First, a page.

This view of the Southern Cappadocia takes you to Ihlara Valley, created from the ashes of the volcanic Mt. Hasan. Walk through the valley and along the Melendiz River, then continue to Selime where you’ll find hollowed out citadel and cave churches in the fairy chimneys on the steep hillside. In the afternoon, this trip takes you to the underground village of Derinkuyu, where Christian communities hid. This is one of the larger underground cities complete with stables, cellars, storage rooms, refectories, churches and wineries.
This tour starts in central Cappadocia, slightly outside the most visited areas, and takes you through the Red and Rose Valleys, two of the most beautiful valleys in the region. In Cavusin Cave Village, you’ll see a rock castle and the cave dwellings where people lived until the 20th century. This trip also includes a visit to Kaymakli, one of the largest and deepest of Cappadocia’s underground cities. This city is approximately 40m deep and contains all the usual rooms found in an underground city (stables, cellars, storage rooms, refectories, churches, wineries etc.) The day ends in Pigeon Valley where you’ll see dovecotes, old abandoned cave homes and the Greek houses of Uchisar.
This tour is focused on small villages and gives you deeper insight into the heritage of the region. See the Greek houses in the village of Mustafapas (previously Sinasos) and get a window into everyday life in Cemil. Close by, you’ll find the Keslik Monastery, with its painted halls. Sognanli Valley is a highlight with ancient cave churches dotted around the valley. For me, the highlight is visiting the Sobessos excavation site, with Roman baths, tombs and mosaics.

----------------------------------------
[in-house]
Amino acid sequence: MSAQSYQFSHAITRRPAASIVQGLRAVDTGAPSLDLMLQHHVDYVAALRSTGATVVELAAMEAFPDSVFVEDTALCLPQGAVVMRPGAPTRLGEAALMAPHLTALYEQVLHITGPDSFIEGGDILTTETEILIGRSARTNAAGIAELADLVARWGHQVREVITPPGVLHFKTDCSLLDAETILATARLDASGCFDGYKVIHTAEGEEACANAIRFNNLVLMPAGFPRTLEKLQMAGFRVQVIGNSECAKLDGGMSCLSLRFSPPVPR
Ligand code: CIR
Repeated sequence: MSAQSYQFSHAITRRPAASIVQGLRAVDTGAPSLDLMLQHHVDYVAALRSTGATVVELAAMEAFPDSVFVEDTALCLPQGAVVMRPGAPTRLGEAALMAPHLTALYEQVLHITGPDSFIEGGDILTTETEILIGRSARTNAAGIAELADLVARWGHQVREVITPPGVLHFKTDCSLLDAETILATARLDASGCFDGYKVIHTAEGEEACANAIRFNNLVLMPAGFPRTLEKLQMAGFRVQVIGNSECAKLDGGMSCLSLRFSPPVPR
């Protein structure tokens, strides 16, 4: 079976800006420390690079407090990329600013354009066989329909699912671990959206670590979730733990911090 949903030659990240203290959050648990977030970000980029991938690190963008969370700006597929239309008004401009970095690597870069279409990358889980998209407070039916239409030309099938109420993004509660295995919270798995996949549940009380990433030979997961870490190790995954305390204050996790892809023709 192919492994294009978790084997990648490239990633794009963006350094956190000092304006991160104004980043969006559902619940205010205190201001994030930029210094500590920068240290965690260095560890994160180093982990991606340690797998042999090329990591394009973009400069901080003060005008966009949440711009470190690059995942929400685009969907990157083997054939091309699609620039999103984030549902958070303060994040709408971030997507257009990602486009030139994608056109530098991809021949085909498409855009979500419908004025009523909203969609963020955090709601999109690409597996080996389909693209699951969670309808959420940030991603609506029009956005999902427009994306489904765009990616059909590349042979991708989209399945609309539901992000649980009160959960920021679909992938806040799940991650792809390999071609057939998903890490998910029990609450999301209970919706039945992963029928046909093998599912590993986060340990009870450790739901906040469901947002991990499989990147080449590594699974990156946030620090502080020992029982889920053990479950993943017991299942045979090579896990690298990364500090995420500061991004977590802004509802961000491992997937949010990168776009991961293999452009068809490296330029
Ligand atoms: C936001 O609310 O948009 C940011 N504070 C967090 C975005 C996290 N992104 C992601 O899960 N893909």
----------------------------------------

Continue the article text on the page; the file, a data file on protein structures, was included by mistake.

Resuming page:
If you’re travelling independently, I’d recommend a number of places on the Green or Blue tours as good day trips:
Try a hike in Ihlara Valley, and enjoy the green surroundings, complete with a rushing river
Kaymakli underground city is one of the biggest the biggest and – in my opinion – the most interesting to visit.
Pigeon Valley and Uchisar also make an interesting day trip with the Greek village and mysterious rock formations.
Selime Monastery with the surrounding scenery is also a great option.
With its wealth of outdoor activities, interesting views and cave hotel rooms, Cappadocia is a wonderful place to travel with children. From walks through canyons and forests, to hidden churches and underground cities, exploring Cappadocia is a real adventure.
Saying this, it would definitely be a more of a challenge with little children – those under six may struggle with walking the longer distances, or navigating the tunnels in underground cities. In other words, they’ll probably be fine, but be prepared to carry them a fair amount while you’re out and about. The terrain isn’t suitable for prams, but younger children in a front pack will be fine.
There is also a bit of driving to get to some sites, although the distances aren’t usually too far. Older children may also enjoy the opportunity to ride in a hot air balloon or try out a Turkish bath.
Cappadocia is a place where people are friendly and children can have the freedom to run around and explore. In Goreme and the smaller villages, there aren’t too many cars, so walking is fairly safe. We saw a number of children on our trip there and one family in particular said their highlights were the hot air balloon ride and the beautiful organic farm breakfast offered by our hotel. When my little boy is a bit older, we’ll definitely be taking him to Cappadocia.